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Risks of Percutaneous Nephrolithotomy

  • Failure of the procedure - Failure to remove the stone(s) in the first attempt may warrant a repeat Percutaneous Nephrolithotomy procedure.
  • Excessive bleeding
  • Hematoma formation
  • Infection - Infection may develp at the Percutaneous Nephrolithotomy site or in the urinary tract.
  • Injury and perforation of the bowel

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Alternatives to Percutaneous Nephrolithotomy

  • Lithotripsy - Extracorporeal Shock Wave Lithotripsy (ECSWL) or Intracorporeal Shock Wave Lithotripsy (ICSWL)
  • Open surgery - This method is rarely used now for stone extraction. It may be required if the stone has damaged the kidney so badly that the kidney must be removed with the stone. Very large stones in the ureter may also be treated by open surgery.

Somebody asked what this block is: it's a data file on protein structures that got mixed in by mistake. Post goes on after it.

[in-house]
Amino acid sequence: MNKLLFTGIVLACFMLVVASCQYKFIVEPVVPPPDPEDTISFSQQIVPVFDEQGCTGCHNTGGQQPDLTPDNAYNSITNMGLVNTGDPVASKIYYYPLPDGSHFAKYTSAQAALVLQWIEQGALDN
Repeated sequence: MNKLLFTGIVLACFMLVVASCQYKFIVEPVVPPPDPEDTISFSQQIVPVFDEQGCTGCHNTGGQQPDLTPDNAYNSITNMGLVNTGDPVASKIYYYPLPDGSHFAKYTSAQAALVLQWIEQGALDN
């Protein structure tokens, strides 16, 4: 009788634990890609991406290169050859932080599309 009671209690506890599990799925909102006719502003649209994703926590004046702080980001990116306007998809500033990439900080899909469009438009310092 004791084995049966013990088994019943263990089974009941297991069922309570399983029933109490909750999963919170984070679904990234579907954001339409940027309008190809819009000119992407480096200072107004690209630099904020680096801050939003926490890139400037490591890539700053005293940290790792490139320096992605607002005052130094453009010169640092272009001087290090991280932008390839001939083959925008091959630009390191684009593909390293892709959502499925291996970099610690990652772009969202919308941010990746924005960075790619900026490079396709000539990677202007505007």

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Now or Never

  • All kidney stones have some potential to damage the kidney tissue and resuce kidney function. If a stone is left blocking the ureter for some time progressive dilatation of the kidney occurs due to back pressure. This leads to a loss of kidney tissue, if infection presents with an obstructing stone then kidney damage can be severe and sudden.

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Decision to have Percutaneous Nephrolithotomy

  • With the advent of newer and sophisticated equipment, Minimally Invasive Surgical Techniques are becoming increasingly popular. As there are several treatment choices available, each kidney stone can be approached differently. The availability of equipment and expertise of your surgical team at the medical facility often dictates which operation(s) will be performed.

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Keywords: Kidney Stones, Bladder Stones, Cystitis, Urinary Tract Infection, Hematuria (Blood in urine), Urethral Stricture, Ureteroscope, Prostate Enlargement, Cystoscope, Intravenous Pyelography (IVP), Urinary Incontinence, Overactive Bladder, Urinalysis, Bladder Catheter, Kidney Operation, Painful Urination, Pelvic Pain, Iinterstitial Cystitis, Urinary Blockage, Narrowing of the Urinary Tract, Stone in the Urinary Tract, Bladder Cancer, Bladder Biopsy, Kidney Tumor, Minimally Invasive Procedure